Using the In-Service Teacher Training Survey Instrument (ITTSI)

I am currently using the In-Service Teacher Training Survey Instrument ( ITTSI ), by Evans et al., as a checklist for program details to include in a paper draft. I aim to include an appendix that runs through these details in a more succinct way, which has value for systematic review and other education programming reviews. Continue reading “Using the In-Service Teacher Training Survey Instrument (ITTSI)”

Country ownership: concept review and building

Work-in-progress! This is post was created as a commitment-device. It will support a paper (built on my thesis) I am working on. I will review existing literature (broadly defined) on the idea of country ownership. I will create a database of what I find, here. A chronological launch pad will be the Accra Agenda forContinue reading “Country ownership: concept review and building”

Reporting qualitative work (with skeptical readers in mind)

Inspired by a referee report completed recently, I decided to share my thoughts on reporting qualitative results. These aren’t codified norms but they reflect my understanding of qualitative (largely interview and observation) data collection and analysis, and personal – but I think reasonable — preferences. By commenting on report writing, I am obliquely making commentsContinue reading “Reporting qualitative work (with skeptical readers in mind)”

Addressing courtesy bias

I wrote this post for the IDinsight’s internal blog but I decided to share it here to encourage contributions. It will be great for people will weigh in with tactics they have tried! Please share in the comments your experiences with courtesy bias and the tactics you have used (seemingly successful and unsuccessful) — includingContinue reading “Addressing courtesy bias”

Daily(ish) debriefs during qualitative work

I miss being conducting interviews and data collection myself. One does get priced out of doing the things one likes! One way that I remain connected to the research is by conducting frequent debriefs during the data collection (and early analysis phase). Debriefing isn’t just self-serving; it improves the quality of qualitative data collected andContinue reading “Daily(ish) debriefs during qualitative work”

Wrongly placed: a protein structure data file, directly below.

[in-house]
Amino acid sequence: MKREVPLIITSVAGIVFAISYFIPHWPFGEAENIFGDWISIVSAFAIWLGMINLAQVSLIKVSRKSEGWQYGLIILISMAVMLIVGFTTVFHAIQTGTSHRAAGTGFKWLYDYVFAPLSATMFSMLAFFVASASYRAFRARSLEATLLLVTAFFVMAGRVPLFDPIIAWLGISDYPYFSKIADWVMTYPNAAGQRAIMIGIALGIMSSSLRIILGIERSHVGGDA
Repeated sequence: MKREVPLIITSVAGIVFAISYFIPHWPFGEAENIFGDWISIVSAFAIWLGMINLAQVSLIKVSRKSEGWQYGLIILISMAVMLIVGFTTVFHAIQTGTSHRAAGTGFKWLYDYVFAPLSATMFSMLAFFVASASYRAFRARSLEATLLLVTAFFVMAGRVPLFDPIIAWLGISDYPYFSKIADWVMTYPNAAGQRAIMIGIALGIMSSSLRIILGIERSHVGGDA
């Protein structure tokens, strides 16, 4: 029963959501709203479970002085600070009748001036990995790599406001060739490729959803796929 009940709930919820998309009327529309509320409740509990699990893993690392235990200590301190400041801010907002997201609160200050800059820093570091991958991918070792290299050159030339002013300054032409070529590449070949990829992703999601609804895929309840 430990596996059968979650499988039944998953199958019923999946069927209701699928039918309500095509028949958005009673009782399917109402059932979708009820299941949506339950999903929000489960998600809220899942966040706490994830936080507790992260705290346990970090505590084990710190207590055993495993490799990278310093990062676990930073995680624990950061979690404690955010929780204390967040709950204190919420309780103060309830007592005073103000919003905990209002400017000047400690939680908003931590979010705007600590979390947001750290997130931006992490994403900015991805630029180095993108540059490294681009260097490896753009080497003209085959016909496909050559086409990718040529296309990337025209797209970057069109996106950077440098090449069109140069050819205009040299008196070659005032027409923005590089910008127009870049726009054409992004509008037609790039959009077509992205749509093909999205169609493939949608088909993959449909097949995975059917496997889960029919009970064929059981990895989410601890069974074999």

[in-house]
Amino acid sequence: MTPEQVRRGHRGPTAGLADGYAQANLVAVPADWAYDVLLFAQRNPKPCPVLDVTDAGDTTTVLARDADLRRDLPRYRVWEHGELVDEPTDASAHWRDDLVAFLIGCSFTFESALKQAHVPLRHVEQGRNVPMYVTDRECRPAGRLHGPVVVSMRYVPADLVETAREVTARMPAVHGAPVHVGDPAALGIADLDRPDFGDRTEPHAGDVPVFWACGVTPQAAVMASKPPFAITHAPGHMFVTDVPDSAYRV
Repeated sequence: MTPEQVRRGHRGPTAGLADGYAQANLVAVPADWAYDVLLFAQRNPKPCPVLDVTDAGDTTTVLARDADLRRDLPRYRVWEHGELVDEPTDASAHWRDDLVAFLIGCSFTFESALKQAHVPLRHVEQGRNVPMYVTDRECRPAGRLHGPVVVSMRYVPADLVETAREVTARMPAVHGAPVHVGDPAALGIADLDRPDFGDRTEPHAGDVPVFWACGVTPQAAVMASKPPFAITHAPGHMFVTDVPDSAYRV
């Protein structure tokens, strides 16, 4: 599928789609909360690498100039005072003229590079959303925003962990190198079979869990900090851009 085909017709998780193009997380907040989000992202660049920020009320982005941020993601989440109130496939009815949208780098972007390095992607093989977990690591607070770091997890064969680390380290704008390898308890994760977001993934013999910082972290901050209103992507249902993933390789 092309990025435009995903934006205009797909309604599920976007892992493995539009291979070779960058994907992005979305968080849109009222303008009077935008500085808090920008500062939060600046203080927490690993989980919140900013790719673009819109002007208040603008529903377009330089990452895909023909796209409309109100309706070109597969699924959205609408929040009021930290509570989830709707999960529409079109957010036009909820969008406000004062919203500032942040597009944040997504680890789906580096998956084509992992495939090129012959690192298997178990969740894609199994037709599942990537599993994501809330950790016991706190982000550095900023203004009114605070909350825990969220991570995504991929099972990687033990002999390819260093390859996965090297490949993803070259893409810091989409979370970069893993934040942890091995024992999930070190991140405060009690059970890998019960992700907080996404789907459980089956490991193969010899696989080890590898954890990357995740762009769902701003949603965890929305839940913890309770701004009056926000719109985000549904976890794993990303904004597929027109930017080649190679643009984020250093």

A brief history of jerrycans

Thanks to dissertation-writing procrastination a few years ago, I watched all eight series of Foyle’s War in an absurdly short amount of time. This–perhaps embarrassingly–is how I became familiar with WWII (and probably WWI) slang, such as calling Americans ‘Tommies’ and Germans ‘Jerries’ (the reasons behind German nickname are a point of speculation). Perhaps thisContinue reading “A brief history of jerrycans”

The art of managing direct reports

Before starting with IDinsight, I had only limited managerial experience–mostly managing field managers and survey teams. I certainly had not given much thought to management or how to do it in a meaningful way, beyond a general sense of wanting to get good work out of my team as well as keep them happy. NorContinue reading “The art of managing direct reports”

Checking-in during “field” work

It is not easy to transition from ‘researcher doing-the-data-collection‘ to supervisor of this sort of work, sending someone else to do the work. Especially, when that is part of the reasons you got into the business in the first place–perhaps especially for qual researchers (?). . Even though I check-in by phone at least onceContinue reading “Checking-in during “field” work”

A small research agenda on political understanding in the U.S: a proposal

From recent reading, like Strangers in their own land and The politics of resentment, three key themes keep coming up. To me, these themes suggest a possible research or journalistic agenda. The themes are: An overestimation of how many people work for the government in different forms and at different levels, how competently and efficientlyContinue reading “A small research agenda on political understanding in the U.S: a proposal”

Packard on History of Global Health: devastating first chapter (we need to do better)

While i intend to write more about Packard’s new book (delightfully if uncomfortably subtitled, interventions into the lives of others) once i am through with it, a paragraph in the opening chapter seemed both so important and accurate as to merit sharing immediately — particularly given the lessons it may hold for the Universal Health CoverageContinue reading “Packard on History of Global Health: devastating first chapter (we need to do better)”